‘we've won, but no thanks to you’
      • ‘It was no thanks to your driving that only you got hurt.’
      • ‘She is doing fine now, thank God, but it's no thanks to the lack of facilities for transport and radiotherapy.’
      • ‘It's a miracle we've escaped another hit, and it's no thanks to anything these clowns have done.’
      • ‘But jailing him for a year Recorder Christopher Mather said: ‘It is no thanks to you that no one was killed or injured whether that be your passengers or other road users.’’
      • ‘It is no thanks to you that you are not standing here on more serious charges.’
      • ‘And if they did, it was certainly no thanks to me.’
      • ‘And, of course, if he is let's not forget it will be no thanks to our president.’
      • ‘Judge Gullick told him: ‘It is no thanks to you that these 23 people escaped with their lives.’’
      • ‘Well, I found a flat anyway, no thanks to any of the university support stuff, and I lived there for 18 months, and it was great.’
      • ‘I arrived at the store a harrowing thirty minutes later, no thanks to the driver in front of me.’
    thanks a million
    informal
    • Thank you very much.

      • ‘Incidentally, thanks a million to my contributors, whoever you are.’
      • ‘I would just like to finish by saying thanks a million to all the staff; they are a credit to the Royal Bolton Hospital and to the town of Bolton and surrounding areas.’
      • ‘Anyhow, thanks a million for the comments left on my blog about getting well soon!’
      • ‘And thanks a million for helping me clear my name.’
      • ‘Hi, Lynn, thanks a million for babysitting for me this Sunday.’
      • ‘‘Oh, thanks a million,’ I responded, and glanced over at Ms. Schaeffer again.’
      • ‘It's really nice of everyone, though, so thanks a million!’
      • ‘Once again, thanks a million for the support and advice.’
      • ‘Once again, thanks a million to all of you.’
      • ‘Anyway, thanks a million, Steve; I really needed a good review to boost my urge to write.’
    thanks a lot
    • 1informal Used to express a great deal of gratitude to someone.

      ‘thanks a lot for all your help’
      • ‘Thanks a lot for all of your advice.’
      • ‘Thanks a lot for all the encouragements!’
      • ‘Tony, thanks a lot for having me on the show today.’
      • ‘Thanks a lot for the nice things you say about Bob.’
      • ‘Thanks a lot for the opportunity to do this interview.’
      • ‘Thanks a lot for your brilliant work though, which I am very grateful for.’
      • ‘Thanks a lot for your generous words, Charlie!’
      • ‘Thanks a lot to everyone for the care and concern!’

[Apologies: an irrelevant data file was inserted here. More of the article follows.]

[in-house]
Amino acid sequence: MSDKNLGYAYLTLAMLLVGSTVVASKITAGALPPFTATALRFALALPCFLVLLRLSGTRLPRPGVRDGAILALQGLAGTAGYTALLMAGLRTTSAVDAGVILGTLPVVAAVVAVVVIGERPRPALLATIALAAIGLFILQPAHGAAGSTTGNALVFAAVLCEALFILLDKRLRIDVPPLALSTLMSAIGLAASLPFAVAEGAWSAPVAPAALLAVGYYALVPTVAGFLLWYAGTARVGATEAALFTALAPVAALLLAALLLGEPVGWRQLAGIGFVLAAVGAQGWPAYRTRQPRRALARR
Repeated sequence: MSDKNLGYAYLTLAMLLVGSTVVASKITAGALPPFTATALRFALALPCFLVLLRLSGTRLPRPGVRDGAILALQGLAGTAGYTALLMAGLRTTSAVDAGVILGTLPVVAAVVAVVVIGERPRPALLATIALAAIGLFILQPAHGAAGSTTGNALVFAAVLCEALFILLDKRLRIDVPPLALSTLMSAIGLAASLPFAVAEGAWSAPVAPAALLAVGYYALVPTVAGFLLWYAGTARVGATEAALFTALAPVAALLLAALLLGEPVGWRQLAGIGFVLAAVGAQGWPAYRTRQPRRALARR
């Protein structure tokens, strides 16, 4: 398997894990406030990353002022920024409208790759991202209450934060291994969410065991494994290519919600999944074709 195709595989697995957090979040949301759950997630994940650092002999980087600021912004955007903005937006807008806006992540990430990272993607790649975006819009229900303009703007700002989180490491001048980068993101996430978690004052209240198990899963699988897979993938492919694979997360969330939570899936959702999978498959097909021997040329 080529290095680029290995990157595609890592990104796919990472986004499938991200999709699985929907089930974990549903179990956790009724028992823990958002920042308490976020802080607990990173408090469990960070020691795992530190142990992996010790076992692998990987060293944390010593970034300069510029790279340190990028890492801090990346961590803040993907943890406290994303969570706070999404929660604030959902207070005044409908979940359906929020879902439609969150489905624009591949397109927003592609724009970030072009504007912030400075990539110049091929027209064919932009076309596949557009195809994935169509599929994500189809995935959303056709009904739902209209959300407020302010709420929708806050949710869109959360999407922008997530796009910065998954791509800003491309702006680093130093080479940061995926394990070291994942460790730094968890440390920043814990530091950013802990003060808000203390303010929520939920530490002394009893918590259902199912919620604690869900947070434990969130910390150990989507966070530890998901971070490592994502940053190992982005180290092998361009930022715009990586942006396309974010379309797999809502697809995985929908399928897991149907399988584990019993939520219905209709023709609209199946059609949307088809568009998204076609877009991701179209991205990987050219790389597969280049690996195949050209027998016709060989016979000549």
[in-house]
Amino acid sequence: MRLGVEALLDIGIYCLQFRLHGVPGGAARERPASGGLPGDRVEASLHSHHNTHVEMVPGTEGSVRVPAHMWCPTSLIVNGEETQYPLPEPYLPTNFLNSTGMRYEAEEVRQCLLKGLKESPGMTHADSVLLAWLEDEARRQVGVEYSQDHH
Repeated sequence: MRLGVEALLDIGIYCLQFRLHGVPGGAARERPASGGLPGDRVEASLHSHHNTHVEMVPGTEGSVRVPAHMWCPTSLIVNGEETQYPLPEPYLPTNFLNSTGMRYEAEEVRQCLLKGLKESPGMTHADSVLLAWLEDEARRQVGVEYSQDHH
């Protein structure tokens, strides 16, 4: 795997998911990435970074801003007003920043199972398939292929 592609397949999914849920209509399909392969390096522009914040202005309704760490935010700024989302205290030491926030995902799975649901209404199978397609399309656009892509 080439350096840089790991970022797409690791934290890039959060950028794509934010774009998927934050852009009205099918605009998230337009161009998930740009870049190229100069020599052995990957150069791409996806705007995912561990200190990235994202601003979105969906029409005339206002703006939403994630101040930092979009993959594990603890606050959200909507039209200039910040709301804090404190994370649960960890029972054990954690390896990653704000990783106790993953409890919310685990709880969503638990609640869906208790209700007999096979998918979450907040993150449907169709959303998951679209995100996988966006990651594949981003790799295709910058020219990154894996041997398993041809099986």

1. 1.1Used ironically to express annoyance at someone who is to blame for something.
        ‘thanks a lot for wasting my time’
        • ‘Thanks a lot for those sleepless nights.’
        • ‘Thanks a lot for helping him perpetrate his immoral, illegal war on innocent people.’
        • ‘He didn't accept my dental insurance. Gee, thanks a lot.’
        • ‘I hate my laugh; thanks a lot guys for bringing my insecurity about it to a new level.’
        • ‘Thanks a lot. You have essentially sold out your field solely for the purpose of self-promotion.’
    thanks to
    • As a result of; due to.

      ‘it's thanks to you that he's in this mess’
      • ‘Do you think that thanks to my confusion over this unsolicited piece of email I am now a marked man?’
      • ‘It was very painful when I first did it, but it's a lot easier now thanks to the painkillers.’
      • ‘I ended up walking about a mile out of my way, thanks to following the instructions given.’
      • ‘She was never far from the public eye thanks to Jack's tireless interest in politics.’
      • ‘Families had an insight into the history of the village thanks to a pair of archaeologists.’
      • ‘Subsequently he has become an icon thanks to the most famous poster of all time.’
      • ‘We have discovered great chunks of Suffolk we'd never have seen at all thanks to Geoff.’
      • ‘A college is to carry out a complete refurbishment of one of its rooms thanks to help from a grant.’
      • ‘Historic church buildings in Darwen and Bury are set to get a new lease of life thanks to a cash boost.’
      • ‘Once you have read about them, you can even set off and find them thanks to a series of local walks and maps.’

Origin

Old English thancas, plural of thanc ‘(kindly) thought, gratitude’, of Germanic origin; related to Dutch dank and German Dank, also to think.

Pronunciation

thanks

/θaŋks/